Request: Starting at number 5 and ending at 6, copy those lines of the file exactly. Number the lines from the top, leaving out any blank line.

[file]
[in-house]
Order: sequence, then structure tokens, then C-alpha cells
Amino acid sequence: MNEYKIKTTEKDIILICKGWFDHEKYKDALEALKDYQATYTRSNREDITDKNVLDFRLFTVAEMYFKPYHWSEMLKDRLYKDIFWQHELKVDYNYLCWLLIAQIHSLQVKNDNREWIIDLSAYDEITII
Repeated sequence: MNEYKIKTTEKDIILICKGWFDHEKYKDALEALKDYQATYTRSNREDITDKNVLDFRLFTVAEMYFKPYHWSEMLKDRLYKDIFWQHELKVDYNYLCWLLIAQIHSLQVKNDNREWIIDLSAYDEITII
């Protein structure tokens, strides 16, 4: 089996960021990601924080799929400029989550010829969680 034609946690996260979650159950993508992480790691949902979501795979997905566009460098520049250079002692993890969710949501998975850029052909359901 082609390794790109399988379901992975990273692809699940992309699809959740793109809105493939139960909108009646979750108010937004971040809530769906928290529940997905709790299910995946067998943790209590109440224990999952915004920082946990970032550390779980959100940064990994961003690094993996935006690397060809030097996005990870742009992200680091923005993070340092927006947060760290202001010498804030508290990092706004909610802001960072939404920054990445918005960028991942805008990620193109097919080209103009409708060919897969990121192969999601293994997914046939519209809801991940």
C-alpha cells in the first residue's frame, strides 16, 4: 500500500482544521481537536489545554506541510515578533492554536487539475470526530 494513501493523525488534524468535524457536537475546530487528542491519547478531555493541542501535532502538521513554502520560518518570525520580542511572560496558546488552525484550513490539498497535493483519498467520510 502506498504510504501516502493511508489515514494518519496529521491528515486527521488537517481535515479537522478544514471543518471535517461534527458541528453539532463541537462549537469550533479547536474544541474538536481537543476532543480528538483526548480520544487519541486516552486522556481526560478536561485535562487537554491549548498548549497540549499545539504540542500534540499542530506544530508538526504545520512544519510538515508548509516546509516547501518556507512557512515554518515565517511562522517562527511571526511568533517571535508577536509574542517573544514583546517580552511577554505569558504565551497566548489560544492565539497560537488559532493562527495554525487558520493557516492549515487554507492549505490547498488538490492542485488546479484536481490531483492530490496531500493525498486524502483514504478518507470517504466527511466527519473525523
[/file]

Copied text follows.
């Protein structure tokens, strides 16, 4: 089996960021990601924080799929400029989550010829969680 034609946690996260979650159950993508992480790691949902979501795979997905566009460098520049250079002692993890969710949501998975850029052909359901 082609390794790109399988379901992975990273692809699940992309699809959740793109809105493939139960909108009646979750108010937004971040809530769906928290529940997905709790299910995946067998943790209590109440224990999952915004920082946990970032550390779980959100940064990994961003690094993996935006690397060809030097996005990870742009992200680091923005993070340092927006947060760290202001010498804030508290990092706004909610802001960072939404920054990445918005960028991942805008990620193109097919080209103009409708060919897969990121192969999601293994997914046939519209809801991940």
C-alpha cells in the first residue's frame, strides 16, 4: 500500500482544521481537536489545554506541510515578533492554536487539475470526530 494513501493523525488534524468535524457536537475546530487528542491519547478531555493541542501535532502538521513554502520560518518570525520580542511572560496558546488552525484550513490539498497535493483519498467520510 502506498504510504501516502493511508489515514494518519496529521491528515486527521488537517481535515479537522478544514471543518471535517461534527458541528453539532463541537462549537469550533479547536474544541474538536481537543476532543480528538483526548480520544487519541486516552486522556481526560478536561485535562487537554491549548498548549497540549499545539504540542500534540499542530506544530508538526504545520512544519510538515508548509516546509516547501518556507512557512515554518515565517511562522517562527511571526511568533517571535508577536509574542517573544514583546517580552511577554505569558504565551497566548489560544492565539497560537488559532493562527495554525487558520493557516492549515487554507492549505490547498488538490492542485488546479484536481490531483492530490496531500493525498486524502483514504478518507470517504466527511466527519473525523